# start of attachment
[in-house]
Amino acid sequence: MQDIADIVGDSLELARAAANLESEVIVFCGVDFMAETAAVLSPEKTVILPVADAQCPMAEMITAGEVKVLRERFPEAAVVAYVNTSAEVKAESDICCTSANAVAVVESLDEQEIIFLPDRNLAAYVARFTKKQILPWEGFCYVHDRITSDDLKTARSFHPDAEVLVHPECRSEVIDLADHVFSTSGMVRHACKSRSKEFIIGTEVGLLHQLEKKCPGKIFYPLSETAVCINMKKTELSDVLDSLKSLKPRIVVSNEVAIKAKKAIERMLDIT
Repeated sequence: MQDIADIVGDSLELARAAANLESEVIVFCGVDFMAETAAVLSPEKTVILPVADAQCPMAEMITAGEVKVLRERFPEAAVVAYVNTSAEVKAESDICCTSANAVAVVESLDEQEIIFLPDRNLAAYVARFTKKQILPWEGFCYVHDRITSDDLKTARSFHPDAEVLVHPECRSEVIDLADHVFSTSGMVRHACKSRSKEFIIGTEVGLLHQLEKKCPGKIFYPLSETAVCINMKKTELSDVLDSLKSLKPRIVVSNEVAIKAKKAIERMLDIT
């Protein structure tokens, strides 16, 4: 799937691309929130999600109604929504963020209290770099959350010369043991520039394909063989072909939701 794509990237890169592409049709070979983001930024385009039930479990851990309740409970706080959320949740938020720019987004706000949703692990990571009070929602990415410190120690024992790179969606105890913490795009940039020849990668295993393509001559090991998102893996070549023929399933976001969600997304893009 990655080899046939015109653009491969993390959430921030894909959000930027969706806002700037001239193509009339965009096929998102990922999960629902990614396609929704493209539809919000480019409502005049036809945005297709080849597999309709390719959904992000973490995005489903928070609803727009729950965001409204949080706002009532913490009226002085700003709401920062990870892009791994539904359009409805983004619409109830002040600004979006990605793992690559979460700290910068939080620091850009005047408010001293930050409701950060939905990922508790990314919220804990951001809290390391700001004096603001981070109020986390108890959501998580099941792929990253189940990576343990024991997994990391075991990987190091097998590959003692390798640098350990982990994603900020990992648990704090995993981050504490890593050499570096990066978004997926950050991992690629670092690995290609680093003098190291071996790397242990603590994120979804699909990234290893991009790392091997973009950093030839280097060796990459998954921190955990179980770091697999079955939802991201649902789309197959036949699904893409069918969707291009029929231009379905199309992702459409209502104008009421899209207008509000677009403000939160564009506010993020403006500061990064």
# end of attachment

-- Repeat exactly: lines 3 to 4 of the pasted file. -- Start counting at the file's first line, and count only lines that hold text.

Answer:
Repeated sequence: MQDIADIVGDSLELARAAANLESEVIVFCGVDFMAETAAVLSPEKTVILPVADAQCPMAEMITAGEVKVLRERFPEAAVVAYVNTSAEVKAESDICCTSANAVAVVESLDEQEIIFLPDRNLAAYVARFTKKQILPWEGFCYVHDRITSDDLKTARSFHPDAEVLVHPECRSEVIDLADHVFSTSGMVRHACKSRSKEFIIGTEVGLLHQLEKKCPGKIFYPLSETAVCINMKKTELSDVLDSLKSLKPRIVVSNEVAIKAKKAIERMLDIT
């Protein structure tokens, strides 16, 4: 799937691309929130999600109604929504963020209290770099959350010369043991520039394909063989072909939701 794509990237890169592409049709070979983001930024385009039930479990851990309740409970706080959320949740938020720019987004706000949703692990990571009070929602990415410190120690024992790179969606105890913490795009940039020849990668295993393509001559090991998102893996070549023929399933976001969600997304893009 990655080899046939015109653009491969993390959430921030894909959000930027969706806002700037001239193509009339965009096929998102990922999960629902990614396609929704493209539809919000480019409502005049036809945005297709080849597999309709390719959904992000973490995005489903928070609803727009729950965001409204949080706002009532913490009226002085700003709401920062990870892009791994539904359009409805983004619409109830002040600004979006990605793992690559979460700290910068939080620091850009005047408010001293930050409701950060939905990922508790990314919220804990951001809290390391700001004096603001981070109020986390108890959501998580099941792929990253189940990576343990024991997994990391075991990987190091097998590959003692390798640098350990982990994603900020990992648990704090995993981050504490890593050499570096990066978004997926950050991992690629670092690995290609680093003098190291071996790397242990603590994120979804699909990234290893991009790392091997973009950093030839280097060796990459998954921190955990179980770091697999079955939802991201649902789309197959036949699904893409069918969707291009029929231009379905199309992702459409209502104008009421899209207008509000677009403000939160564009506010993020403006500061990064």